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RealTime IT News

Apple Aims to Patch Persistent QuickTime Hole

Apple's latest QuickTime update aims to fix a flaw that's persisted in the software for more than a year -- despite efforts by the computer maker to address it throughout that time.

The company now hopes to put that flaw to bed with its new QuickTime 7.2 update. The release repairs a command-injection issue in the QuickTime application's handling of URLs, affecting Windows Vista and Windows XP SP2 users. According to Apple, Mac OSX users were not at risk from the flaw.

"By enticing a user to open a specially crafted QTL file, an attacker may cause an application to be launched with controlled command-line arguments, which may lead to arbitrary code execution," Apple said in an advisory about the flaw.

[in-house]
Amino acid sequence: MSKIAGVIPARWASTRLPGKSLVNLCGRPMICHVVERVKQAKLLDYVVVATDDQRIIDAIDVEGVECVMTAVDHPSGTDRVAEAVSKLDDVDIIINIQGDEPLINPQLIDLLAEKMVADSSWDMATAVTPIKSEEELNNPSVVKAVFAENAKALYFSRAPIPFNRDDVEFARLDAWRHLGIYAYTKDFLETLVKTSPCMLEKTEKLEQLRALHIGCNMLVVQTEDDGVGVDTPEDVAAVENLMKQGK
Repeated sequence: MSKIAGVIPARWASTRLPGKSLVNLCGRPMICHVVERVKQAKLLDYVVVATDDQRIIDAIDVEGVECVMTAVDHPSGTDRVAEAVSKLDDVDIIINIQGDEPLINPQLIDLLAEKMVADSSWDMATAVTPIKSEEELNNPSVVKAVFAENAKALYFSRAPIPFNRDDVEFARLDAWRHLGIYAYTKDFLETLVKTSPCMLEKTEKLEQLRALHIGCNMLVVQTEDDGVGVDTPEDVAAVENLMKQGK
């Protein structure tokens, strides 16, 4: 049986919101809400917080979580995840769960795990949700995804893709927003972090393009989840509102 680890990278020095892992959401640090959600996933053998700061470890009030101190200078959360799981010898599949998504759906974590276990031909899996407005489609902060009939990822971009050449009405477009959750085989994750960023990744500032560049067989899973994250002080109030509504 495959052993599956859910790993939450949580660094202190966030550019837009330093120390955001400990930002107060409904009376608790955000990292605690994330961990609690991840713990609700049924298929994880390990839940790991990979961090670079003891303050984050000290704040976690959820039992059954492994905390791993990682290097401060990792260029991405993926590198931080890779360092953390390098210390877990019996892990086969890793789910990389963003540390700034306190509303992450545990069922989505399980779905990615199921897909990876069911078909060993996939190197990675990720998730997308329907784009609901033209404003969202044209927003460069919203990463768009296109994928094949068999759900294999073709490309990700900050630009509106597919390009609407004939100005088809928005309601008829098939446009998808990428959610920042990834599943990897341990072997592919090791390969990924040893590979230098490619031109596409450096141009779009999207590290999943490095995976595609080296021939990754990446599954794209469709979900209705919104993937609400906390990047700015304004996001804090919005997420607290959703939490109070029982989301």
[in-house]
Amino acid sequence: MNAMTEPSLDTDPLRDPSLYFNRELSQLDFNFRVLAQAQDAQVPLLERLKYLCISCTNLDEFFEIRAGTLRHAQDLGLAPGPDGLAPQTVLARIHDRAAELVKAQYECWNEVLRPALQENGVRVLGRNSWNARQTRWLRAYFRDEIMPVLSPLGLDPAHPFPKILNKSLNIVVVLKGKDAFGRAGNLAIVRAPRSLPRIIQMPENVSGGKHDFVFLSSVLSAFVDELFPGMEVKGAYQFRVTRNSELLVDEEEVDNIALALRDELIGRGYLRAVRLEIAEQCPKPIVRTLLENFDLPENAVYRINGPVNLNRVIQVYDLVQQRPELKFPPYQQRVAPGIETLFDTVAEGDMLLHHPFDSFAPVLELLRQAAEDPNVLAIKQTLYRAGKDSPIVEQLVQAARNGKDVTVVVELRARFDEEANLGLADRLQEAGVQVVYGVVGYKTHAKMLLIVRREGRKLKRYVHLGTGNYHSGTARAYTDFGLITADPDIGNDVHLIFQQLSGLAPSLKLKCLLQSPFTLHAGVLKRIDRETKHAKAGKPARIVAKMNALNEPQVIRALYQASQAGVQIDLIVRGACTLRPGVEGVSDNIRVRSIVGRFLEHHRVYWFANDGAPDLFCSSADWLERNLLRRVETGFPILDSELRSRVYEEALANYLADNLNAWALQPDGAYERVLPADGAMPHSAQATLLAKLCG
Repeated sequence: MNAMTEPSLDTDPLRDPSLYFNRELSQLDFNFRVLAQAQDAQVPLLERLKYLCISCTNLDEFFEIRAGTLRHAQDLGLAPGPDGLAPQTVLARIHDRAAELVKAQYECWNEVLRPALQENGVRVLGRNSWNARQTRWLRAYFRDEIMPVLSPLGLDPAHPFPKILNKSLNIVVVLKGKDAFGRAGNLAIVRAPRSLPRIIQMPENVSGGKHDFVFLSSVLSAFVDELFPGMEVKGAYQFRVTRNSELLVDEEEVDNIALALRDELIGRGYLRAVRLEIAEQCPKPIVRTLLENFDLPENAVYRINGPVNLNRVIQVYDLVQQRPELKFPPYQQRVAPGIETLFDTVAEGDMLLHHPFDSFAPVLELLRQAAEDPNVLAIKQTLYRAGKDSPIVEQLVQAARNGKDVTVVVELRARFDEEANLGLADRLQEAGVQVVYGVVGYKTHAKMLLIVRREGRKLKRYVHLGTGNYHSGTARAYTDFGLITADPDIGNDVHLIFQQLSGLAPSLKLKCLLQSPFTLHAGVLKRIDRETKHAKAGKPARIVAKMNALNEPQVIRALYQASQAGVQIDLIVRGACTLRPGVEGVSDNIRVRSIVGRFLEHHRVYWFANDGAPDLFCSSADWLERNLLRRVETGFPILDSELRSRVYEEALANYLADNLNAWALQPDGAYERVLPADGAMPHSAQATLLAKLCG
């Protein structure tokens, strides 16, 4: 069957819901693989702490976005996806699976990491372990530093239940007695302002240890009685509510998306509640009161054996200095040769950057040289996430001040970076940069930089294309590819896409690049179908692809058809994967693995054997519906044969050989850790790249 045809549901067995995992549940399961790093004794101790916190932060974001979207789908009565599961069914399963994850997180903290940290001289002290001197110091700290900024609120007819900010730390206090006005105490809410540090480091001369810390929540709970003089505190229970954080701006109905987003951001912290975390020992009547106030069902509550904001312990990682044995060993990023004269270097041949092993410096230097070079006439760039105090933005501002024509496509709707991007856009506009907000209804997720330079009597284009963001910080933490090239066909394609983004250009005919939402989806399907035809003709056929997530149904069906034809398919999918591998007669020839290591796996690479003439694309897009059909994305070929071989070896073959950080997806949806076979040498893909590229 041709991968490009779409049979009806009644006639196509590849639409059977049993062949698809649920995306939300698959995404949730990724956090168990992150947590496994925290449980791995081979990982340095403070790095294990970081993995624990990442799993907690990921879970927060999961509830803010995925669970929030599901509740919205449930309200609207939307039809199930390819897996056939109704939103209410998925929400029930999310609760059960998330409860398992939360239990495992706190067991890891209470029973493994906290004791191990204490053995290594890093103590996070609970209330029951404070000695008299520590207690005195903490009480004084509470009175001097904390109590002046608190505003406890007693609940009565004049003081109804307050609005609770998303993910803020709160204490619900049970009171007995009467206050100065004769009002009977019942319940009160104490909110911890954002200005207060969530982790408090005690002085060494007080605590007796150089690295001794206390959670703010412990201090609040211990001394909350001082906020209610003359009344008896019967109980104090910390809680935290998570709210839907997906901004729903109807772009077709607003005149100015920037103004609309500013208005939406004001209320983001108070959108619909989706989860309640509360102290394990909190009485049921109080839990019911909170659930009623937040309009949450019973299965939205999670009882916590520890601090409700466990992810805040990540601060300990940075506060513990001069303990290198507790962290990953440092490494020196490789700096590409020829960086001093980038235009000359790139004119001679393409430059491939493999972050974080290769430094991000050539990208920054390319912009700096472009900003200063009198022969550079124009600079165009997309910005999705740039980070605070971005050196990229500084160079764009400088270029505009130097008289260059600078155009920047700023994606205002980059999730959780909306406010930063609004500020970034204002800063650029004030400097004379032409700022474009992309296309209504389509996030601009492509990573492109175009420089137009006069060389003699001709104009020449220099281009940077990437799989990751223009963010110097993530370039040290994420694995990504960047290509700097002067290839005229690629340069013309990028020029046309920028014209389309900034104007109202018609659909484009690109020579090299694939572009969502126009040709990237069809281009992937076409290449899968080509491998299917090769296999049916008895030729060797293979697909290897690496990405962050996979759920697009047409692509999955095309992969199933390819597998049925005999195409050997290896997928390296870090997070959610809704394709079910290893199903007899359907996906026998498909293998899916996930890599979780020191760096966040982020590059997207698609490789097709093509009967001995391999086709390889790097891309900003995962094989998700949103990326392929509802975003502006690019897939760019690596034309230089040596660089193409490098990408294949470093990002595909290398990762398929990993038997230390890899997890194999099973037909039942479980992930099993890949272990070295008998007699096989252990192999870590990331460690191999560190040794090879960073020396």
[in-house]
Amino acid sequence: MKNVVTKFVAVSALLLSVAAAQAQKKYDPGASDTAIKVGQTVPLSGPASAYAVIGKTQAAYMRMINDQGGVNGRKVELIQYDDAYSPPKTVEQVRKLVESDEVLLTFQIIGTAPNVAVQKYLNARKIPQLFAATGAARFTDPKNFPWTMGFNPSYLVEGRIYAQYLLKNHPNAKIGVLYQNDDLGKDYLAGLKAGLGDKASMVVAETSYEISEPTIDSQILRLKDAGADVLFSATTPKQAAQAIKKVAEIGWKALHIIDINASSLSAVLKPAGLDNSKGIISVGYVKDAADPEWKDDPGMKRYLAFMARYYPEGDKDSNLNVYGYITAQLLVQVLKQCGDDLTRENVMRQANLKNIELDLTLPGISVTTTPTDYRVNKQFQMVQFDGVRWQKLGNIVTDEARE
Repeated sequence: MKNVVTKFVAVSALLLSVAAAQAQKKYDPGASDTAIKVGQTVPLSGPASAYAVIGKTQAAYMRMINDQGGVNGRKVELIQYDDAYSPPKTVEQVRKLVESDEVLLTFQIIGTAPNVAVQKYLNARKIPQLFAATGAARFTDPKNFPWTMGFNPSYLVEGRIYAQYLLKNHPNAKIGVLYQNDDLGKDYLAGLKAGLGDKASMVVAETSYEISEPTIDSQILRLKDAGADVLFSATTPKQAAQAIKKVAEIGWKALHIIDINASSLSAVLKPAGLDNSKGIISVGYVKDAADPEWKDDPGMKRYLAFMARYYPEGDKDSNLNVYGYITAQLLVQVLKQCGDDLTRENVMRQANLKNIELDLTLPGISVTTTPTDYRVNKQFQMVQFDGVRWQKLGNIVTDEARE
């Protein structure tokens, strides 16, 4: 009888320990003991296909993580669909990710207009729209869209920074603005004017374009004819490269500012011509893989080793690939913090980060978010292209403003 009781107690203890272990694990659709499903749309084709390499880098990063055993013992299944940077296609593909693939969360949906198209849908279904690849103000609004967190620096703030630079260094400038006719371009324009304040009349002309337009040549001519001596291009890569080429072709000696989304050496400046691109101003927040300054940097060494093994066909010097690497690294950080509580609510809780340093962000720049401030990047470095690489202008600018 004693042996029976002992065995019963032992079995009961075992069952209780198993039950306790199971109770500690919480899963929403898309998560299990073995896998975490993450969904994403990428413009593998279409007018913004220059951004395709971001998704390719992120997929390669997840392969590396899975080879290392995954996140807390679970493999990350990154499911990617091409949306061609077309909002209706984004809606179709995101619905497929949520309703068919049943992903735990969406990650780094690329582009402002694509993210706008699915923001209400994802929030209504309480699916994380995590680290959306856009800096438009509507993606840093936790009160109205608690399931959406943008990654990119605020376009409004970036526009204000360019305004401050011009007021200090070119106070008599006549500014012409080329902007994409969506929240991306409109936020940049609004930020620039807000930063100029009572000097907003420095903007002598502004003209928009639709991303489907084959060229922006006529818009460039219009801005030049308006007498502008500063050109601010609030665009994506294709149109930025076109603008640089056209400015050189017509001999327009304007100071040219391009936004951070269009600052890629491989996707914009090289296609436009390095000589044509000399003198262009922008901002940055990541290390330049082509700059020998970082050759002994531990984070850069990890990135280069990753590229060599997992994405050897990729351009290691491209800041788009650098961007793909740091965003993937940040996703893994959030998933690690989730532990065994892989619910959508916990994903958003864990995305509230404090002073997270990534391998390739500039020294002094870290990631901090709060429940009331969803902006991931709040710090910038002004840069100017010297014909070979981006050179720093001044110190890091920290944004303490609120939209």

The same issue apparently could have been triggered in Mozilla Firefox, when the browser calls a QuickTime file. Mozilla fixed the issue last month with the Firefox 2.0.0.7 release.

Apple's update attempts to repair a problem that's been on the company's fix-it list for more than a year. The company first attempted to fix the issue in March with its QuickTime 7.1.5 update. That release sought to plug holes that made headlines in January, in connection with a month-long effort by two security researchers to detail Apple-related vulnerabilities, dubbed the Month of Apple Bugs project.

But the flaw is thought to be even older. The problem evidently dates back as far as September 2006, when security researcher Petko Petkov raised the alarm about arbitrary code execution vulnerabilities related to URL handling in QuickTime.



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